News On Japan

Japan Tightens Rules on Student Residency Requirements

May 05 (NHK) - The Japanese government has revised a Justice Ministry ordinance to tighten rules for granting student residence status. This comes after it came to light in 2019 that a university in Tokyo had lost contact with more than 1,600 of its foreign students.

Under the new rules revised in April, educational institutions must have adequate enrolment management in place to accept international students. The required measures include properly keeping track of the students' attendance and part-time job records.

If a school fails to meet the requirements, student residential status will not be granted to foreigners it has accepted until improvements are made.

Those who plan to learn the Japanese language must be enrolled at a language school certified by the government. Student residence status will not be issued for those who study the language as research students or auditing students.

The Immigration Services Agency says the number of international students visiting Japan dropped more than 90 percent due to the coronavirus pandemic, but the figure rose above the pre-pandemic level to more than 167,000 in 2022.

The immigration agency says the revision is aimed at accepting foreign students in a stable and smooth manner.

News On Japan
POPULAR NEWS

The long-standing seniority-based system in Japanese companies is being phased out. Many have considered it natural to rise with age, but there have been times when people desired recognition based on ability. With this deeply ingrained system now under review, will the decision by a major bank change Japan's corporate culture?

In a significant ruling regarding the estate of businessman 'Kishu Don Juan,' the court declared on Friday the will, which states that his 1.3 billion yen estate be donated entirely to the city, to be valid. Relatives had contested the will's validity, but the court dismissed their claims.

A controversy has erupted over the sale of high-priced premium seats at the Gion Festival. Yasaka Shrine's chief priest has expressed concern over the decision to sell premium seats for 150,000 yen each, stating, "This is not a show."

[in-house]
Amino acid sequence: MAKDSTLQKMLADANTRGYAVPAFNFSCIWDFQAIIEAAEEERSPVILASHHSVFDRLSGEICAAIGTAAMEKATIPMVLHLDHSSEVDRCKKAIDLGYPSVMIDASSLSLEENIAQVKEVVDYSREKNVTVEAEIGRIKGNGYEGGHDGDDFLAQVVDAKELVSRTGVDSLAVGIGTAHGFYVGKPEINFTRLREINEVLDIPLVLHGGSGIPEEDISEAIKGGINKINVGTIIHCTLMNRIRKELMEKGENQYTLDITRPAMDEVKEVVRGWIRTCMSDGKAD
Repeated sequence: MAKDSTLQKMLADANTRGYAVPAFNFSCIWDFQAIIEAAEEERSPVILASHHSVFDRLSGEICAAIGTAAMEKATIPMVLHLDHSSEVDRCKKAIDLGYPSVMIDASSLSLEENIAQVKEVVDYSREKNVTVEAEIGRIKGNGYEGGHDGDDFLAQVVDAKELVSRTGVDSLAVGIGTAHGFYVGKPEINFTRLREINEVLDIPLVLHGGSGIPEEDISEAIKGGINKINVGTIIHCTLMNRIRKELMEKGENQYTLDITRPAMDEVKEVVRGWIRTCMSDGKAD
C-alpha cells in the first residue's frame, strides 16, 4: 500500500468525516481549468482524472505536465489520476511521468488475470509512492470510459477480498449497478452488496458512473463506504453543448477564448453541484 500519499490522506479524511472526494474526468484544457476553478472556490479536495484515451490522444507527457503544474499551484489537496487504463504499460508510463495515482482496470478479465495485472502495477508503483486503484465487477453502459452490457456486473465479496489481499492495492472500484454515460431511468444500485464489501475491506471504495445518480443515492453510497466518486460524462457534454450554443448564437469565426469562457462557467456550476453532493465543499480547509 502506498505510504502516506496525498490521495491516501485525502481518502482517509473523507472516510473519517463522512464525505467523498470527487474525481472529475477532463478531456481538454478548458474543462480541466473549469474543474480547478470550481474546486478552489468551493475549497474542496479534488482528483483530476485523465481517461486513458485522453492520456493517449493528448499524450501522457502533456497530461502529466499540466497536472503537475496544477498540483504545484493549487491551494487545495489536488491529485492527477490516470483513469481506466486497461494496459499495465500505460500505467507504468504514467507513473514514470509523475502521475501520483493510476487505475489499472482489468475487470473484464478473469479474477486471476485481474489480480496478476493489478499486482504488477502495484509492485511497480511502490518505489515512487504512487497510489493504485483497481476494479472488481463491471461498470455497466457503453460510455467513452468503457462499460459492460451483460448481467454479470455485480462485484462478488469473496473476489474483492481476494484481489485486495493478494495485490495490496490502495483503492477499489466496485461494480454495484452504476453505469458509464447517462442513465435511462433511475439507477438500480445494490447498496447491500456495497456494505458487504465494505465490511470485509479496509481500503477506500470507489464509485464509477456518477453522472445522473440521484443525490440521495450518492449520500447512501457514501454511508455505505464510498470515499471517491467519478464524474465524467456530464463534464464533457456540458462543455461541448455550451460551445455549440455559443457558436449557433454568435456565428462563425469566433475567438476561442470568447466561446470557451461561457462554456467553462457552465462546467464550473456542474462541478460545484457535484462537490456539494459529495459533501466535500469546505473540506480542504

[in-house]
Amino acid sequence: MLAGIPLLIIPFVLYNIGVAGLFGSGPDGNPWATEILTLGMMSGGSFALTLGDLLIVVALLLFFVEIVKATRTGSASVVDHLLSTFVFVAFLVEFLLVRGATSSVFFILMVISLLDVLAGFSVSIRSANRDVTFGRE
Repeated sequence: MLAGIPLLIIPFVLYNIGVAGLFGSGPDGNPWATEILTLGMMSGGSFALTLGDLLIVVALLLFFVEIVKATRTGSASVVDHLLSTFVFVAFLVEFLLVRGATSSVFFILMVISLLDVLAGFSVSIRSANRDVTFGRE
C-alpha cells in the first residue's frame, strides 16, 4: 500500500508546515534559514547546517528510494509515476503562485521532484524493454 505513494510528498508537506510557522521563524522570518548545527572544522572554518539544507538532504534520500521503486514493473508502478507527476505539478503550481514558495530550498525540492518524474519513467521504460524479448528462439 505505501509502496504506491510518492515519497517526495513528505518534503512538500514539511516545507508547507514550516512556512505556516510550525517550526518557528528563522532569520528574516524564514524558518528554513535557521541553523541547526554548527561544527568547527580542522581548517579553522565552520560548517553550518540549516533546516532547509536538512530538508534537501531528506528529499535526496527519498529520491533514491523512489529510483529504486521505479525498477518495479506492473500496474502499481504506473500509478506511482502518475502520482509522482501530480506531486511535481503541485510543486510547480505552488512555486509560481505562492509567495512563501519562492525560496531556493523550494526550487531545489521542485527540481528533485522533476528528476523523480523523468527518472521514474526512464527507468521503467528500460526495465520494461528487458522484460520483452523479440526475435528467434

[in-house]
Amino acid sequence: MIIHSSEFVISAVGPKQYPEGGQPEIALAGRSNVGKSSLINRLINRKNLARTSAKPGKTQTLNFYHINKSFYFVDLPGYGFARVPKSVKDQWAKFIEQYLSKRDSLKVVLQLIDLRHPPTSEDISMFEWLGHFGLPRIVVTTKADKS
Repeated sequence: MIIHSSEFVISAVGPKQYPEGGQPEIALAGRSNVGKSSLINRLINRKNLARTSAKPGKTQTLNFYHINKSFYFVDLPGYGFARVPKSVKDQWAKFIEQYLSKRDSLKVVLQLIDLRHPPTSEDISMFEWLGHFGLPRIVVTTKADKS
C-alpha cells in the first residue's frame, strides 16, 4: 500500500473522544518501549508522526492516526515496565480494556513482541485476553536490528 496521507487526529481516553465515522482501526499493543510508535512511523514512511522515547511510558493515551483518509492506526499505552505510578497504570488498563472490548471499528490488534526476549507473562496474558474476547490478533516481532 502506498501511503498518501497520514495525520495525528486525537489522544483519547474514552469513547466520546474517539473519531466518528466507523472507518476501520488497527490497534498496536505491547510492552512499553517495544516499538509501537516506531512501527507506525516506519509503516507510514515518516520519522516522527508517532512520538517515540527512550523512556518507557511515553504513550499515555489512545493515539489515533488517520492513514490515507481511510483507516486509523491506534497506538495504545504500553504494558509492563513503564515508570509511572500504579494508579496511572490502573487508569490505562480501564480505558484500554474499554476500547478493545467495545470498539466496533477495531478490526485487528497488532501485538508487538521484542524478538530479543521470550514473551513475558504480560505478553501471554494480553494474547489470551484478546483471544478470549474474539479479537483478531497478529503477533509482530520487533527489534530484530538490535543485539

The Tokyo gubernatorial election was officially announced on June 20th, with a record 56 candidates running. However, the allocated poster spaces only accommodate 48 candidates, leaving some without a place to display their posters. As a workaround, clear file folders are being used, causing confusion at polling sites.

A rare 63-leaf clover, cultivated in the garden of Takaharu Watanabe in Nasushiobara City, Tochigi Prefecture, has been officially recognized by Guinness World Records this month.

NEWS ON JAPAN SOCIALS
         

MORE Education NEWS

This is an interview with author and professor Thomas Lockley who wrote a book on the history of Yasuke! This interview was conducted by Antony Cummins, who asked if the footage of the interview could be uploaded here. There is a lot they discuss about the real historical facts we know about Yasuke based on the records in which he was mentioned! (The Shogunate)

In April, a junior high school in Okegawa City, Saitama Prefecture, distributed new school rules stating that "it is good manners not to drink water during class." This directive has sparked considerable debate.

Japan's Ministry of Health, Labor and Welfare plans to lift restrictions on "home care" for foreign workers with specific skills and technical intern trainees under certain conditions. This change aims to address the ongoing labor shortage in the caregiving sector. What challenges have emerged from the field?

The Japan Meteorological Agency (JMA) is set to undergo a significant overhaul of its disaster weather information, with experts proposing the introduction of a new 'Danger Alert' between the existing 'Special Warning' and 'Warning' categories. The final report on this review was compiled on Tuesday.

The 'Ninja Certification' exam was held on June 16 in Koka City, Shiga Prefecture.

Many municipalities in Kansai have started their teacher recruitment exams about a week earlier than usual, as a shortage of teachers continues to grip Japan.

In this video we dive into history to examine a timeline of samurai rule, to see how long they were either highly influential or in full of the Japanese government. (The Shogunate)

In response to the issue of potential tuition hikes at several national universities, including the University of Tokyo, students have staged protests and submitted a petition to the government expressing their strong opposition.